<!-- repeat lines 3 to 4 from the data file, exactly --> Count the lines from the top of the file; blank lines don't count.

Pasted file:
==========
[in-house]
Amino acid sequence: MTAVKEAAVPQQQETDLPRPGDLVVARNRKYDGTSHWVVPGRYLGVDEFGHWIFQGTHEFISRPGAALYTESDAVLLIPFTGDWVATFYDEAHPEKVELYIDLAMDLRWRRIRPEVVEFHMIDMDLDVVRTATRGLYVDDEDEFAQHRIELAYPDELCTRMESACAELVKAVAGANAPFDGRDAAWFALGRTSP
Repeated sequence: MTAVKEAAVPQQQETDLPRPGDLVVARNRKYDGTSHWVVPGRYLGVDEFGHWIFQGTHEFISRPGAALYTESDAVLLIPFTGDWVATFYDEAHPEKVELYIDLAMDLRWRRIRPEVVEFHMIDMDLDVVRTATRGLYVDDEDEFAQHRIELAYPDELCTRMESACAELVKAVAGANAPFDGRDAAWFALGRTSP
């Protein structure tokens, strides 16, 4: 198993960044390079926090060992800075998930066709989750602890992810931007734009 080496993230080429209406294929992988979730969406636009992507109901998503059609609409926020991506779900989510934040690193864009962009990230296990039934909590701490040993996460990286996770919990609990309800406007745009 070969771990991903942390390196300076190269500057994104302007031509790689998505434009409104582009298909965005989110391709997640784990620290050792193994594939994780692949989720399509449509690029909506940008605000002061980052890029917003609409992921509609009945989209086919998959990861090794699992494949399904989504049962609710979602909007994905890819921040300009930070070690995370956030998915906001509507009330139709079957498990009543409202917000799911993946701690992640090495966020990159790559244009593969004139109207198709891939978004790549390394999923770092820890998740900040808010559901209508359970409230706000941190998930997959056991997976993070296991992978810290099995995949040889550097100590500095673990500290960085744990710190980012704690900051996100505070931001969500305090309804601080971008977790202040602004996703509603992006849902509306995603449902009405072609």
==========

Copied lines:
Repeated sequence: MTAVKEAAVPQQQETDLPRPGDLVVARNRKYDGTSHWVVPGRYLGVDEFGHWIFQGTHEFISRPGAALYTESDAVLLIPFTGDWVATFYDEAHPEKVELYIDLAMDLRWRRIRPEVVEFHMIDMDLDVVRTATRGLYVDDEDEFAQHRIELAYPDELCTRMESACAELVKAVAGANAPFDGRDAAWFALGRTSP
């Protein structure tokens, strides 16, 4: 198993960044390079926090060992800075998930066709989750602890992810931007734009 080496993230080429209406294929992988979730969406636009992507109901998503059609609409926020991506779900989510934040690193864009962009990230296990039934909590701490040993996460990286996770919990609990309800406007745009 070969771990991903942390390196300076190269500057994104302007031509790689998505434009409104582009298909965005989110391709997640784990620290050792193994594939994780692949989720399509449509690029909506940008605000002061980052890029917003609409992921509609009945989209086919998959990861090794699992494949399904989504049962609710979602909007994905890819921040300009930070070690995370956030998915906001509507009330139709079957498990009543409202917000799911993946701690992640090495966020990159790559244009593969004139109207198709891939978004790549390394999923770092820890998740900040808010559901209508359970409230706000941190998930997959056991997976993070296991992978810290099995995949040889550097100590500095673990500290960085744990710190980012704690900051996100505070931001969500305090309804601080971008977790202040602004996703509603992006849902509306995603449902009405072609």